Most indicators for the residential real estate market look solid as we begin 2015. Don't expect as much growth as we saw in 2013 and 2014 but the market has mostly recovered and will continue to expand at a healthy pace.
The year of the Millennials. The market has been waiting for the Millenial generation (specifically those 24 to 29) to enter the homebuyers market in a meaningful way and that could be coming soon. With the addition of 2.5 million jobs forecast this year, this generation will drive the most new household formations for the next couple of years.
Salary increases are coming. The unemployment rate remains below 6% and more jobs are opening up. That will put pressure on employers to raise salaries and wages to keep employees from looking for higher pay elsewhere. This follows five years or more of people being without work or being forced to take low paying jobs. Higher pay means more people can afford to buy homes.
Home prices stabilize. After two years of investors (especially institutional investors) taking advantage of low prices, 2014 saw prices in most markets stabilize. Price appreciation will lower from the double digits we've seen the past two years to slightly less than 5% in 2015.
Higher mortgage rates. While mortgage rates have edged down below 4% the past few months, don't expect them to remain there for long. Higher mortgage rates will be a deciding factor on home purchase affordability in 2015. Freddie Mac expects interest rates to average 4.5% in 2015 but to be about 5% by the end of the year.
Low down payments. On the brighter side, home loan qualifications continue easing. Just last month, both Freddie and Fannie announced new loans could be obtained for as little as 3% down.
New homes sales increasing. After years and years of drudgery in new home construction, 2015 is expected to see significant growth in this segment of the market. Expect new home starts to increase by as much as 25% in the coming year. While these won't reach the historical average of 1 million annual new starts, somewhere in the neighborhood of 820,000 new homes are expected according to the National Association of REALTORS®.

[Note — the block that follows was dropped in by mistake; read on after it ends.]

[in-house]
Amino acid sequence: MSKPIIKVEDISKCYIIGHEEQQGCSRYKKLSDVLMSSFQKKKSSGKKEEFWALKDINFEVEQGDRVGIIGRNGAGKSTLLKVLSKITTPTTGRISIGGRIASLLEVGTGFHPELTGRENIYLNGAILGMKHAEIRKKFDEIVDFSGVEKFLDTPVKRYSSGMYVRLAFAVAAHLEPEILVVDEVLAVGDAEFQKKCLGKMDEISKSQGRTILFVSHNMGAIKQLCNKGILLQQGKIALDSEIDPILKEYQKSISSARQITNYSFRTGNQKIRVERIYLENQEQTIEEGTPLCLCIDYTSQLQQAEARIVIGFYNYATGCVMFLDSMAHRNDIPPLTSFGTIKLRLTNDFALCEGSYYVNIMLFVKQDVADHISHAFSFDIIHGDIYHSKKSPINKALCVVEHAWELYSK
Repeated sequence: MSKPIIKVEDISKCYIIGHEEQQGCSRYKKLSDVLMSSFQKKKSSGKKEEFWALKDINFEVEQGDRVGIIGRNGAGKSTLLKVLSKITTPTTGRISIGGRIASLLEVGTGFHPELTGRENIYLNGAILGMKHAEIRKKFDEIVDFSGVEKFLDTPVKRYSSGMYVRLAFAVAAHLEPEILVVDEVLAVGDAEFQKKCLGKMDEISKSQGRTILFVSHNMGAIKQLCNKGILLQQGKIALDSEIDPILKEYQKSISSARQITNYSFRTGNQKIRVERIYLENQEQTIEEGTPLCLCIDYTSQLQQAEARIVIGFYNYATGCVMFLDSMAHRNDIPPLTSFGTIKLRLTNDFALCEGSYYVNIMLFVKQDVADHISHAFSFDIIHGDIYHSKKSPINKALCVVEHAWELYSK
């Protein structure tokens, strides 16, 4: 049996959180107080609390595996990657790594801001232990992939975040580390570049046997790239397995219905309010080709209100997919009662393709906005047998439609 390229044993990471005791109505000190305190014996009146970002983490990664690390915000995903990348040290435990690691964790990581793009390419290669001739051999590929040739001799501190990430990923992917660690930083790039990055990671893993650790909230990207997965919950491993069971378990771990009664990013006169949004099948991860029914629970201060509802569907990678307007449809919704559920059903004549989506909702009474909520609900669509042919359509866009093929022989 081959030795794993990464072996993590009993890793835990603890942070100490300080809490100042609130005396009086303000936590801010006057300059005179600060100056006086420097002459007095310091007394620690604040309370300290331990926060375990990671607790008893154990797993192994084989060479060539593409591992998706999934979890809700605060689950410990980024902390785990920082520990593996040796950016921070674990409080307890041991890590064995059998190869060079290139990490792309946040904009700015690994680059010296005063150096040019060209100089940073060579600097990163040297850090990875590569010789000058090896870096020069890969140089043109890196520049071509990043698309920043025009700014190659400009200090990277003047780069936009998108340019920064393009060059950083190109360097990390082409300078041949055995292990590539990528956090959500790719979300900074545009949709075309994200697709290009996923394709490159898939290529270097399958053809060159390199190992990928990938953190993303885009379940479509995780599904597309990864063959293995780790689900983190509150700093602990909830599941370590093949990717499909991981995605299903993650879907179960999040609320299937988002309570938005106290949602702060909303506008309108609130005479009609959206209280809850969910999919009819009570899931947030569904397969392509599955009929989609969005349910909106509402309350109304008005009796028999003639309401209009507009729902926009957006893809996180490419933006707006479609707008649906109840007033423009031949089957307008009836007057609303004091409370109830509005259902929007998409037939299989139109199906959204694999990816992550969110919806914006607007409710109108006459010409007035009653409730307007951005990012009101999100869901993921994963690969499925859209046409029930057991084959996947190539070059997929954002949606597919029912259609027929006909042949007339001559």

Foreclosures continue to decline. Every month of 2014 saw a drop in the number of houses going into foreclosure. 2015 will see foreclosure auctions fall below the recession levels. The exception will be states with a backlog because foreclosures must go through the courts.
Drop in oil prices helps the real estate market. Most people associate the drop in oil prices with savings at the gas pump. Of course, that's true but it also lowers manufacturing costs and costs across the economy in general. It will keep inflation in check as long as prices remain low. Low inflation and growing income mean more people will be able to afford homeownership.
Rents to continue increasing. Rents have been outpacing inflation for several years and are expected to increase more than 4% in 2015 as the vacancy rate remains below 5%. Rising rents makes homeownership more appealing and it is indeed becoming less expensive than renting in many parts of the country.
Overall, the economy is stronger than it has been in many years. While appreciating home prices and higher interest rates will dampen the residential real estate market, there are enough positive influences to keep it stable and growing at a reliable pace.
Author bio: Brian Kline has been investing in real estate for more than 30 years and writing about real estate investing for seven years. He also draws upon 25 plus years of business experience including 12 years as a manager at Boeing Aircraft Company. Brian currently lives at Lake Cushman, Washington. A vacation destination, a few short miles from a national forest in the Olympic Mountains with the Pacific Ocean a couple of miles in the opposite direction.
I agree Brian, good summary, thanks.